Saturday, December 8, 2012

Various & Sundry, December 8: Art, Life, Peace

A few quick things before I dash to drop the first of the deposits at the White Elephant Sale...

In art news this week, check out these fabulous trompe l'oiel pieces from John Pugh. For example, these aren't windows:

And that is not a reflection of a truck in the window. Isn't that amazing?

In a similar vein of amazement, check out these beach creatures:

Oh, heck, while we're at it, here's some architecture for dogs.

Speaking of architecture and animals, I loved this obituary for John Heyworth who turned his family estate into a wildlife park. Isn't that picture a kick? How lovely, though, to be remembered thusly: "A kind, modest man, he was a devoted patron of the estate’s living, and served for more than 50 years as a church warden." And had rhinos.

How do you want to be remembered? And how do you want to remember your life? A friend of mine passed along this great article on the Top 5 Regrets of the Dying. It's a beautiful article. Please check it out.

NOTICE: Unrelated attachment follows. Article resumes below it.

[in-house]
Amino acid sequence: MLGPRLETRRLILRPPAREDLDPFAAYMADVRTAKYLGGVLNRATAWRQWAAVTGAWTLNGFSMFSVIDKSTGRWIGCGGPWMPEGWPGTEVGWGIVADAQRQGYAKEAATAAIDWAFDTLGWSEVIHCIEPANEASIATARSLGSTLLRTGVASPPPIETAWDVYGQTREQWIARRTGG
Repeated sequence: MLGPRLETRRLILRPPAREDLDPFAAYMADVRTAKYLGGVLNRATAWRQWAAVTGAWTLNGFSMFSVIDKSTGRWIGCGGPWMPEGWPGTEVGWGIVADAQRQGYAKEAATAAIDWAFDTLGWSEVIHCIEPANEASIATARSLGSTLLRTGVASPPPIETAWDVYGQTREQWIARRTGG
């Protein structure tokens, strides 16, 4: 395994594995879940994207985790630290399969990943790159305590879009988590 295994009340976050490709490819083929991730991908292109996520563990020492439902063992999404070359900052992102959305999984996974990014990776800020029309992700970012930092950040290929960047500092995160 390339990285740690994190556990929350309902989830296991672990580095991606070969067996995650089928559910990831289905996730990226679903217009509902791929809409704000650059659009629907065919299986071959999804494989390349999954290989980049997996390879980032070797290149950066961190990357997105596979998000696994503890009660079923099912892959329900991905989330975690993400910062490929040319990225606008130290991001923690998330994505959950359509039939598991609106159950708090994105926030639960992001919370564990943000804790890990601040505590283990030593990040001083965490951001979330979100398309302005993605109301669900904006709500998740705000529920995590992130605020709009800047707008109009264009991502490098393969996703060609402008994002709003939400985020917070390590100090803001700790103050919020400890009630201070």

In another deeper turn, an anthropologist wrote this initial reflection on what peace looks like as an empirical reality, exploring in particular the behavior of a town called Le Chambon-sur-Lignon which has a history of welcoming the outsider going back centuries, which made it possible for the whole town to be involved in the work of hiding Jews during WWII. I'll be interested in hearing more about this woman's research. But here's what she says for the moment:
Peace is knowable — in gorgeous, imperfect detail — down to the level of everyday habit and choice. And what are those choices? To walk down streets with unfamiliar faces and to open your own countenance as you do; to buy baskets of fruits from someone whose accents are not your own; to allow the happy, teary scramble as your children figure out how to play with new arrivals to their school; to open the door at the threshold of your home even when storms threaten outside; to hear of the vivid suffering of others even when it weighs down the heart; to invite to the hearth, to break bread, together now. The foot crosses the threshold, the face is open, the habits — discernible to the eye — over time, become fixed (and knowable) and sure. 

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